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Alcoa plans $275M auto sheet expansion

Keywords: Tags  Alcoa, Klaus Kleinfeld, Tennessee, expansion, automotive aluminum, sheet, packaging, fuel economy Davenport

CHICAGO — Alcoa Inc. plans to invest $275 million over the next three years to boost aluminum sheet capacity at its rolling mill in Alcoa, Tenn., to meet increasing demand from the auto sector.

The Pittsburgh-based producer will add automotive aluminum capacity to the plant as well as convert some of its can sheet capacity to high-strength automotive aluminum production, the company said May 2.

“More and more auto producers are turning to aluminum to increase the fuel efficiency and quality of their vehicles. We anticipate a quadrupling of auto sheet volume by 2015 and a tenfold increase by 2015,” Alcoa chairman and chief executive office Klaus Kleinfeld said in a statement.

Alcoa previously announced a $300-million expansion at its operations in Davenport, Iowa, which is expected to be completed by the end of 2013, according to Alcoa. But Kleinfeld has said the expansion at Davenport is not enough to keep up with forecast demand from the automotive industry.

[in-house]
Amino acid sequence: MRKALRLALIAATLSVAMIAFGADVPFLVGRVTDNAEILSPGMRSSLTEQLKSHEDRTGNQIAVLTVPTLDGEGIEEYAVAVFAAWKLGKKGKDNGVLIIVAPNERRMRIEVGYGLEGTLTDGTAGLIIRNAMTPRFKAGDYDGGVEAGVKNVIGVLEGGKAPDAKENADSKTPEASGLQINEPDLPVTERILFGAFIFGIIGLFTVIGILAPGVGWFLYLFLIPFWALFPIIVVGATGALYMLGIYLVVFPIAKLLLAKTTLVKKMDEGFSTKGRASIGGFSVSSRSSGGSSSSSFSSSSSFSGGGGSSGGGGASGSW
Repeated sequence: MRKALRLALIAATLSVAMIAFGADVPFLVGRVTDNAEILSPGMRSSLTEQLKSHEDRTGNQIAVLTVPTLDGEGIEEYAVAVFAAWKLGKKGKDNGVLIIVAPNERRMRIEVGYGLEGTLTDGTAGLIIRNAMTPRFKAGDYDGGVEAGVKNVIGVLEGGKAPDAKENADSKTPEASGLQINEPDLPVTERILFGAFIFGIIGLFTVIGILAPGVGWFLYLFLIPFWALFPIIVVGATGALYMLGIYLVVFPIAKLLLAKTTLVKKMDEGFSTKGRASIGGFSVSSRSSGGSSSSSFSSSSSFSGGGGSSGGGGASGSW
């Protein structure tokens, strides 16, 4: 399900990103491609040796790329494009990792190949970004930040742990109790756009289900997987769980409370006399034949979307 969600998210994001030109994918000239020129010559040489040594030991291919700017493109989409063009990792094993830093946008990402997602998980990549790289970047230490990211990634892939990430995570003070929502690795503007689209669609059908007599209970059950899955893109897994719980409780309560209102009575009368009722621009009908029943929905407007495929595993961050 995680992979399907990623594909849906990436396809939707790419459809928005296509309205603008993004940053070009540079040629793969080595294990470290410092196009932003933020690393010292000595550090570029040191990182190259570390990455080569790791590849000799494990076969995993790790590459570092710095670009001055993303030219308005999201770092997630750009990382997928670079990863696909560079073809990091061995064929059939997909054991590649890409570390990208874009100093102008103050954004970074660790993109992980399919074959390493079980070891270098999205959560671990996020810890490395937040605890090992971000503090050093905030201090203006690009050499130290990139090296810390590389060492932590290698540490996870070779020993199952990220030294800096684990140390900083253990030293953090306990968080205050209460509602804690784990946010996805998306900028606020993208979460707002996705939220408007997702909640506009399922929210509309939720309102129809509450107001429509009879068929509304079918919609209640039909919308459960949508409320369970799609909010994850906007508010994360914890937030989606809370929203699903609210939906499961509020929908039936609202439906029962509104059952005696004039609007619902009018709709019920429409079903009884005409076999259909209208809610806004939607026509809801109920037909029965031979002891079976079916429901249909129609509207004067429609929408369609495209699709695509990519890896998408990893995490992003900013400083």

“Davenport is basically sold out, even though we haven’t even built the automotive (expansion),” Kleinfeld said during a quarterly conference call with analysts (, April 9).

The Tennessee expansion is expected to begin this month and be completed by mid-2015, Alcoa said. Once the expansion is finished, the plant will service both the packaging and automotive markets, the company said.

A large portion of the added automotive production is already locked down under long-term deals, Alcoa said.

The new capacity will also feature Alcoa’s proprietary Alcoa 951 pre-treatment bonding technology, the company said. Alcoa has called the technology a “breakthrough” that will allow aluminum to be used more widely on mass-produced vehicles (, April 5).

“Our technology solutions are helping to drive the continued penetration of aluminum into the automotive market,” Alcoa executive vice president and chief technology officer Ray Kilmer said in the statement. “We are enabling not just increased penetration, but (also) working with (original equipment manufacturers) to do it more cost-effectively in high-volume applications,” making expansions in automotive aluminum capacity necessary, he said.

The project is expected to create 200 permanent jobs and more than 400 jobs during construction, Alcoa said.
“We are grateful Alcoa is expanding its presence and joining our state’s continued growth in the automotive sector,” Tennessee Gov. Bill Haslam said in a statement.

Increased demand for aluminum in the automotive sector is supported not only buy stricter government fuel economy standards but also by cost-conscious consumers, an Alcoa spokesman told AMM.

“What’s driving this is people wanting more fuel efficiency. ... It’s being driven by $4-a-gallon gas,” he said. Automakers “get it” and are “way ahead” of even government requirements, he added.

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